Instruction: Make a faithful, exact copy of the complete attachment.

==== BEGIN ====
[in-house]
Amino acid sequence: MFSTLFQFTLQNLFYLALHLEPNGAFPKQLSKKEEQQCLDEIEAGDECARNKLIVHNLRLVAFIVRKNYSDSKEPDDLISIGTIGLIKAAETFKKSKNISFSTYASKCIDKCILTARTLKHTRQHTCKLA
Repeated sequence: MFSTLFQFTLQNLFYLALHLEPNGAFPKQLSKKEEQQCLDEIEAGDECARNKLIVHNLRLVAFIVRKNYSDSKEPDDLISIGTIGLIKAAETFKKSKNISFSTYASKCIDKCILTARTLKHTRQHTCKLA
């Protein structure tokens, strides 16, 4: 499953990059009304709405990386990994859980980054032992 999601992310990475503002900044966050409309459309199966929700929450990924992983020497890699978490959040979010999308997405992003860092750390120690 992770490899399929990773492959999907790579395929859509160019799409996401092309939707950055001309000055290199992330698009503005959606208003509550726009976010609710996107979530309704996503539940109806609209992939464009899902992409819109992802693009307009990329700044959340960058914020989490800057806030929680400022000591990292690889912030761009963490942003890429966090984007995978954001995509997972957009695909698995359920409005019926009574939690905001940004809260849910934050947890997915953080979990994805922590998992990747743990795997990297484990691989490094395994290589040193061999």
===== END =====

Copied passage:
[in-house]
Amino acid sequence: MFSTLFQFTLQNLFYLALHLEPNGAFPKQLSKKEEQQCLDEIEAGDECARNKLIVHNLRLVAFIVRKNYSDSKEPDDLISIGTIGLIKAAETFKKSKNISFSTYASKCIDKCILTARTLKHTRQHTCKLA
Repeated sequence: MFSTLFQFTLQNLFYLALHLEPNGAFPKQLSKKEEQQCLDEIEAGDECARNKLIVHNLRLVAFIVRKNYSDSKEPDDLISIGTIGLIKAAETFKKSKNISFSTYASKCIDKCILTARTLKHTRQHTCKLA
């Protein structure tokens, strides 16, 4: 499953990059009304709405990386990994859980980054032992 999601992310990475503002900044966050409309459309199966929700929450990924992983020497890699978490959040979010999308997405992003860092750390120690 992770490899399929990773492959999907790579395929859509160019799409996401092309939707950055001309000055290199992330698009503005959606208003509550726009976010609710996107979530309704996503539940109806609209992939464009899902992409819109992802693009307009990329700044959340960058914020989490800057806030929680400022000591990292690889912030761009963490942003890429966090984007995978954001995509997972957009695909698995359920409005019926009574939690905001940004809260849910934050947890997915953080979990994805922590998992990747743990795997990297484990691989490094395994290589040193061999």